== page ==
My diary I had destroyed all remains of. Not because I was ashamed of it. One thing was true. The person who wrote my diary was a gossip - petty, emotional and reactive. But I had never thought of that person as the real me. That person had fulfilled a outlet, but was not the whole person, least of all the most honest expression. I don't know if I had changed. I felt I had just drifted forward.
When I had first started my diary I had had juvenile dreams of it (once I became famous) being stumbled upon. Read by others for interest in what experiences had shaped my early life. In reality the content was pretty boring. I was proud. Too proud to be remembered for that. I wanted to be remembered for the good things.
On those dates around Newcastle she really was a beautiful girl. Some women give off an aura that makes you sure you are living. They give it for free. Always have been generous. It may not have lasted long but I had really cared for her in those brief days. We had had a lot of stories from those forgotten diaries to catch up on.
She told me about the time she had overdosed. I tried to imagine what it would taste like. Painkillers crumbling on the tongue; a synthetic white dust. It must be a sticky, dry taste. Rolling around a paracetamol tablet in the mouth, slimy plastic, anxious and knotted. A familiar hint of worry and suffering. Artificial, Unnatural. Like the nervousness before an exam - knotted stomach, nauseous illness.
I imagined her lying in her bedroom slowly passing out. Her sandals slip off her feet and onto the cheap, brown student carpet. Like a silent movie. I imagined one of her flatmates knocking on the door, finding her passed out and calling the emergency services. I imagined the quiet panic and the sense of danger and loss.
She told me something explicitly. That the cheating boyfriend hadn't come to visit her in hospital. This was something she could not believe. "How could not come and see me?" She had said. I had twinged. I knew I would not have visited her. On that rocking warm bus by the sea I had closed my doors to that currency. Shame. The taste of that white power she had so readily consumed. She had had so much to spend and no one to pay. Not even me.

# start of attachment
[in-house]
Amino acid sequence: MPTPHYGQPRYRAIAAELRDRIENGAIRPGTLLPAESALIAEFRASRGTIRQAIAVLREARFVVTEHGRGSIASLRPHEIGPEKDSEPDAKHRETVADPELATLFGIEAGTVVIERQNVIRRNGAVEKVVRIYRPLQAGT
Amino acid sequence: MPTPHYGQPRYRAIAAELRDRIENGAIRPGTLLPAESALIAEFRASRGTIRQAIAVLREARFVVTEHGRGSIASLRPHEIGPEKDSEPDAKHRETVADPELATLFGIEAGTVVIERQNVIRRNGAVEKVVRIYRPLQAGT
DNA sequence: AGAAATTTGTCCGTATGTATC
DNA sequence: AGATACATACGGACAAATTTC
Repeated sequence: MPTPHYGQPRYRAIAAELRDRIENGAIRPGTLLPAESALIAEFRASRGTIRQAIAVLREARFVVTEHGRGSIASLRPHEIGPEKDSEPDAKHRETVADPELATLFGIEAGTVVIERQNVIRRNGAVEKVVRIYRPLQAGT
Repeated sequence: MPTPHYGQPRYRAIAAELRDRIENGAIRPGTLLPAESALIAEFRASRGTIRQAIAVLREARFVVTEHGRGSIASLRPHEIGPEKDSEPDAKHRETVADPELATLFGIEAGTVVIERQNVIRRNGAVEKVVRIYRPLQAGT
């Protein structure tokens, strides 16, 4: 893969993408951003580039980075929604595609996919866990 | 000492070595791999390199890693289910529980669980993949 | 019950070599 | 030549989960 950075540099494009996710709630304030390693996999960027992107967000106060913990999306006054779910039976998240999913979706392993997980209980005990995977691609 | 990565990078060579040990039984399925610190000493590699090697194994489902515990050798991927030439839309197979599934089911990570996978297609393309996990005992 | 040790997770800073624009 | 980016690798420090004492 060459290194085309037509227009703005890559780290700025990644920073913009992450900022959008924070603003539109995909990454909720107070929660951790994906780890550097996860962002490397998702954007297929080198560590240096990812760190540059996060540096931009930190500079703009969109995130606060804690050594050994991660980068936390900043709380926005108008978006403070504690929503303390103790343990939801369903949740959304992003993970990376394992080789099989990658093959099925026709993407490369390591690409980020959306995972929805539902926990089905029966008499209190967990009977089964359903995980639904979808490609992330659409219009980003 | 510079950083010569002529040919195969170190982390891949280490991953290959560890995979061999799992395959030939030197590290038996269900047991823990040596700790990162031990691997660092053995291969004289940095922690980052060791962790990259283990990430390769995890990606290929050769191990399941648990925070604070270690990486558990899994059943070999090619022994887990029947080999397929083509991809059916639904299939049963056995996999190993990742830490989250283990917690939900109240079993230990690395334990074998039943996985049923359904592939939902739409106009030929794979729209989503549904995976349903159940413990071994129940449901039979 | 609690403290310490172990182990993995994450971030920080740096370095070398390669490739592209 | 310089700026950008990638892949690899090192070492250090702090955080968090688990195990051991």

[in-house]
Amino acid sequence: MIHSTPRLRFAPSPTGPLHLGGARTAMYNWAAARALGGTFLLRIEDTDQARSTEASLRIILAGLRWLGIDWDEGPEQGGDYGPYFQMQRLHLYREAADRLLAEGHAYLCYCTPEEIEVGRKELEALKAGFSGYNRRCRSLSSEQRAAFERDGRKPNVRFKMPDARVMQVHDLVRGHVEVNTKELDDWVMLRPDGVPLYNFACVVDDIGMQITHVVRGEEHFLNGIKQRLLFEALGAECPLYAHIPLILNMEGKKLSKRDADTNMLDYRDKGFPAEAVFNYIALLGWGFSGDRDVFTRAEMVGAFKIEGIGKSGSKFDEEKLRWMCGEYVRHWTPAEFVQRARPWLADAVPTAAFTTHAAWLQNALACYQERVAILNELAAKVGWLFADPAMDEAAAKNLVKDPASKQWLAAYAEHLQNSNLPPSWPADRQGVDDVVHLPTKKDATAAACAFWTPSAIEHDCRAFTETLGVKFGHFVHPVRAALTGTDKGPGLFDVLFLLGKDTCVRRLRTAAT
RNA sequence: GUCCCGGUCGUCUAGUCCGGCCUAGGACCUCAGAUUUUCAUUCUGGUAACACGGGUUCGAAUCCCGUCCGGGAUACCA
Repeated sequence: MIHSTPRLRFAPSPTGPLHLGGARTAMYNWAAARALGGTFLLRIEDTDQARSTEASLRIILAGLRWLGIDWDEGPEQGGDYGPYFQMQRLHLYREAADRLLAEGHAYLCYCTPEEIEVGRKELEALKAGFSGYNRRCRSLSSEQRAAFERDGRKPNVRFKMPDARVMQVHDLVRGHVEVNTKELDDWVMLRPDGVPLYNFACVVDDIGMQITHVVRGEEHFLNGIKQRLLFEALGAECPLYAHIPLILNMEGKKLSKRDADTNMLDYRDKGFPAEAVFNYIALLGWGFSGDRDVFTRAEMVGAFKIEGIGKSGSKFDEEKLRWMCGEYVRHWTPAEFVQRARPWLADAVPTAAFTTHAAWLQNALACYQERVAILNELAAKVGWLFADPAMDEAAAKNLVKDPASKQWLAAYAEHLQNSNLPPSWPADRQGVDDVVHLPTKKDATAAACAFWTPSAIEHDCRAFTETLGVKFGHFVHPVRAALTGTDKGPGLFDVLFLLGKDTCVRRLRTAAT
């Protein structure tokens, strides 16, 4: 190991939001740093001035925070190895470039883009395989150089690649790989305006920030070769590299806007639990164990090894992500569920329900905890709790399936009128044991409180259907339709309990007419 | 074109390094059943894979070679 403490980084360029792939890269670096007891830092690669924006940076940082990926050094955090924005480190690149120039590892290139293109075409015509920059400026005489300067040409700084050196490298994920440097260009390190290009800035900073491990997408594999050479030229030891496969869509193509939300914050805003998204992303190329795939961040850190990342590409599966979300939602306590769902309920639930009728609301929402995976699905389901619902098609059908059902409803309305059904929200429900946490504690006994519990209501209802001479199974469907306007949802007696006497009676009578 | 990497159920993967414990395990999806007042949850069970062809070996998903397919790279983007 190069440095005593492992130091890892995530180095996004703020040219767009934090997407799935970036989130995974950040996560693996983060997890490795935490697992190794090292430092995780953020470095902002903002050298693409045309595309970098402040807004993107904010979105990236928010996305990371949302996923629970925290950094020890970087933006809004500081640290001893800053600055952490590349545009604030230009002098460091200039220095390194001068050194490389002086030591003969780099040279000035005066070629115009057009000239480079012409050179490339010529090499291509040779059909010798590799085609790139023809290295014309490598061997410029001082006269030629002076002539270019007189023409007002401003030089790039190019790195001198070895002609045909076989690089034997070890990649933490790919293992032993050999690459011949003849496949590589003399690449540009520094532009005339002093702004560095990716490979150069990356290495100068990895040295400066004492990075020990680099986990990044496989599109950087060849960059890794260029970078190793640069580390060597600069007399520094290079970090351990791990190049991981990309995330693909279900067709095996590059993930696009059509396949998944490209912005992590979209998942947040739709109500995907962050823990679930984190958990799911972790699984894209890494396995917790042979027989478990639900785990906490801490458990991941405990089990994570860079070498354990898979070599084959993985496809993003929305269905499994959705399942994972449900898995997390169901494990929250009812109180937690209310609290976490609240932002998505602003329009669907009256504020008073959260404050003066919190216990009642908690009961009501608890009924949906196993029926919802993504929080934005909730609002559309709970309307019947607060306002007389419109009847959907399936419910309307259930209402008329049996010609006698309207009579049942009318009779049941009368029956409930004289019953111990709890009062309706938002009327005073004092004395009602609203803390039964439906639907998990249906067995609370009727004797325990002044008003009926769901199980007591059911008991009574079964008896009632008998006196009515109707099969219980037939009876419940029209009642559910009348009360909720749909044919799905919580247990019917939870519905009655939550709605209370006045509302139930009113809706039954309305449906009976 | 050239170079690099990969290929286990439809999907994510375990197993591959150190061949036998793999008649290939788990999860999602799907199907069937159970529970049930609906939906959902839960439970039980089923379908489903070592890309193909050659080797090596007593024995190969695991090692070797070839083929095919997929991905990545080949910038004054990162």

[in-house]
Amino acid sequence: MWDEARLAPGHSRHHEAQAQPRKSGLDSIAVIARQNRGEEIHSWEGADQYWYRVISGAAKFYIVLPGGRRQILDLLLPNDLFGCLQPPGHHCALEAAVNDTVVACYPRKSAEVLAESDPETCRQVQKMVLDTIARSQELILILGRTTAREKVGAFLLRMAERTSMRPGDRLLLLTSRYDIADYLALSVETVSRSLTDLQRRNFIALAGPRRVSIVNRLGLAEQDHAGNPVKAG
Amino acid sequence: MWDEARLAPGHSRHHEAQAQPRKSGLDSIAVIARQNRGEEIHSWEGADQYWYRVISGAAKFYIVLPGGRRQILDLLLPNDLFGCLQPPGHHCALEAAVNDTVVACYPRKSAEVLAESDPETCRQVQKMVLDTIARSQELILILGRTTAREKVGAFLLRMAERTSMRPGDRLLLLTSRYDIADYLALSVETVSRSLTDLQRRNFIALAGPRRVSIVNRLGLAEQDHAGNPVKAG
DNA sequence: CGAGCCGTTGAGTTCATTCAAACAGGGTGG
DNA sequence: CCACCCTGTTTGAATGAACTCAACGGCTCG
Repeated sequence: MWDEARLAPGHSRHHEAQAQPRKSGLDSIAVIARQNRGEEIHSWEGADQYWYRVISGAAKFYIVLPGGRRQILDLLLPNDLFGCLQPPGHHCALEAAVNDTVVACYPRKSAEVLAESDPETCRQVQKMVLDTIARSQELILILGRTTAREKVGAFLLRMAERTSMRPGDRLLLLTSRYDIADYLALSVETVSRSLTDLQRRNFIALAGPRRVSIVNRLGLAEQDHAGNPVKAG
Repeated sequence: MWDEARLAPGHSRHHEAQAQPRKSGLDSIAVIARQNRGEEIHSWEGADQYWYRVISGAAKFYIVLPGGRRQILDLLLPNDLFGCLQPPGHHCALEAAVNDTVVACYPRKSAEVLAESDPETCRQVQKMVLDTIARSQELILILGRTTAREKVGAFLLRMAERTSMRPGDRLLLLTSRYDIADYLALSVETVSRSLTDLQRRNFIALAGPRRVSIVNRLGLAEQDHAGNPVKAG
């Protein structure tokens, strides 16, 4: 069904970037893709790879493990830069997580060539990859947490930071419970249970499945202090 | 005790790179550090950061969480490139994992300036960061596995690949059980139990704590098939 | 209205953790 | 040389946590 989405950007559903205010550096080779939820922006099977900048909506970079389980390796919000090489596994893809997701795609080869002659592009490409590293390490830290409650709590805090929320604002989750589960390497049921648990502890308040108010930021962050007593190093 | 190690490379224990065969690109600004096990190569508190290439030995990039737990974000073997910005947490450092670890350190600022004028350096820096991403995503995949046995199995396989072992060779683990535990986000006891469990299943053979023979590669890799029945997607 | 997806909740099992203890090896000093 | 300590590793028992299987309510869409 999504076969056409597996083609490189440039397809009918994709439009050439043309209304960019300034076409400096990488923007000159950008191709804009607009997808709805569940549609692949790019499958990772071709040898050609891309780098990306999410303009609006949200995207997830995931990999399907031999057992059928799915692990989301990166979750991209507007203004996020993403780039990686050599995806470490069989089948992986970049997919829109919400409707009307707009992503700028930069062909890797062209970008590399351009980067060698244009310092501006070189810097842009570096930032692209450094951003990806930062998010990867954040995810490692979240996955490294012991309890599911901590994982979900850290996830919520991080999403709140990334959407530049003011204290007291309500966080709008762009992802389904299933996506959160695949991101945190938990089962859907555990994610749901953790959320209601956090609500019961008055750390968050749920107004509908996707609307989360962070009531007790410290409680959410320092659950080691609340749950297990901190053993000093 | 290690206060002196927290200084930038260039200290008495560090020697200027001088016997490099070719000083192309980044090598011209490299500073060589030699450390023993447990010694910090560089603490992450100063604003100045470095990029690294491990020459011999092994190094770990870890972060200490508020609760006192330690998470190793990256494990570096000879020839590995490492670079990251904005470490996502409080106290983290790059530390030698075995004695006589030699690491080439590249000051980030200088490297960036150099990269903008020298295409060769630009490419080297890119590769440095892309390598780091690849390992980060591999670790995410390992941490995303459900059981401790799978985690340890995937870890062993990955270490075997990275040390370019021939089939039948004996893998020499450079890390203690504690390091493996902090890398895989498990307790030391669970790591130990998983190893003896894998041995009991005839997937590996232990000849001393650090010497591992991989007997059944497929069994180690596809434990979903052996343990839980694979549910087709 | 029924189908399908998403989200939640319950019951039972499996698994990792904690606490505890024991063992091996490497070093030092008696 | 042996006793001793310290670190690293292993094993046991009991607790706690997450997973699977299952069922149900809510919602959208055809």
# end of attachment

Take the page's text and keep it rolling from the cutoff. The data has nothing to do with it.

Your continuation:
Worse. He was happier now. Had a super hot girlfriend and a good job, had graduated first class.
Back on that bus how I had wished for painkillers. How I would have longed for that taste. For all future hangovers. Painkillers readily available by the bedside and a cold glass of water. I was as bad as him. The dog of disgrace. I would not learn. I would be stoned in public. I would walk out the next day and try to smile.
I remembered she had spoken something to me that day, as I had asked around for paracetamol. "Painkillers are bad for you." She had said. "Taking them builds up a resistance, a dependency. Suffering is always a better approach. If you can do without the painkillers you should." She was beautiful then too. Even when being spiteful. And I think she really had cared for me. But I gave no reassurance to her dark kernel. If my sandals had dropped would she have saved them? When a person hates the good that happens to bad people, they question when bad happens to them.